Notes from the Newsroom: Acceptance on Bourbon Street

Jesse O. Walls

I recently had the pleasure of going to New Orleans with members of my staff for a journalism convention. There were many great sessions and I acquired a lot of information, but one thing I noted about New Orleans is that every day is a celebration.

Every evening, once the sessions were done for the day, I would go out and witness people celebrating life and individuality. People were diverse and eccentric, and still accepted—a great contrast to what we have here in southwest Missouri.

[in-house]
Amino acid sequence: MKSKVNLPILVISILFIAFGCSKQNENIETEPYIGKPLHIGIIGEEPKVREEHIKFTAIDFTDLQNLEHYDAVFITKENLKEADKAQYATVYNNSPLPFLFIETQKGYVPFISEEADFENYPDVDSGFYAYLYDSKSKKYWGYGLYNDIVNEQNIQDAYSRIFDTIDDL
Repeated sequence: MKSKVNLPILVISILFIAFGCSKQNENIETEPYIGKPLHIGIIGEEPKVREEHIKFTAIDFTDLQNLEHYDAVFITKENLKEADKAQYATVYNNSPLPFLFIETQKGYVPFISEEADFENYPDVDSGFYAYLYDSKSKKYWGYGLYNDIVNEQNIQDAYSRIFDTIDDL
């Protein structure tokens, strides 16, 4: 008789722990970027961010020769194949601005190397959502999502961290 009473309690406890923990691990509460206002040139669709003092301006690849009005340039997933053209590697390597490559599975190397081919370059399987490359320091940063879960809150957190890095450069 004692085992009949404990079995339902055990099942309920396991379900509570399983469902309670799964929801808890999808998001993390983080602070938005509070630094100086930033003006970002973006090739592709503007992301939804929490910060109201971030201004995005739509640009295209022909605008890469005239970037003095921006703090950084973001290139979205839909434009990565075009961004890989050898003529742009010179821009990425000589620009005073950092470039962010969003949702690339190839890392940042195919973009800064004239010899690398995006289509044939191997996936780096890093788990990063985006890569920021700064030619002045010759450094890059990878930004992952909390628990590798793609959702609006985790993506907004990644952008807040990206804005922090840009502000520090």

Bourbon Street was almost always bursting with activity; street performers entertaining crowds, transvestites walking the streets without fear of judgment. Every day was a party and in this celebration of life it almost seemed the perfect combination of acceptance and individualism had been brewed.

People did not seem to judge and perhaps that is the lesson to be learned. Think about it, could we not be free from life’s burdens if we only learned tolerance and acceptance of others? Do we not allow judgment and bias to sometimes cloud our minds and keep us from enjoying the celebration that is life?

Prejudice and bias are choices, the same as tolerance and acceptance. Next time it seems easier to pass judgment, stop and take the time to consider your own differences—what makes you an individual. You may find that people aren’t really that different after all.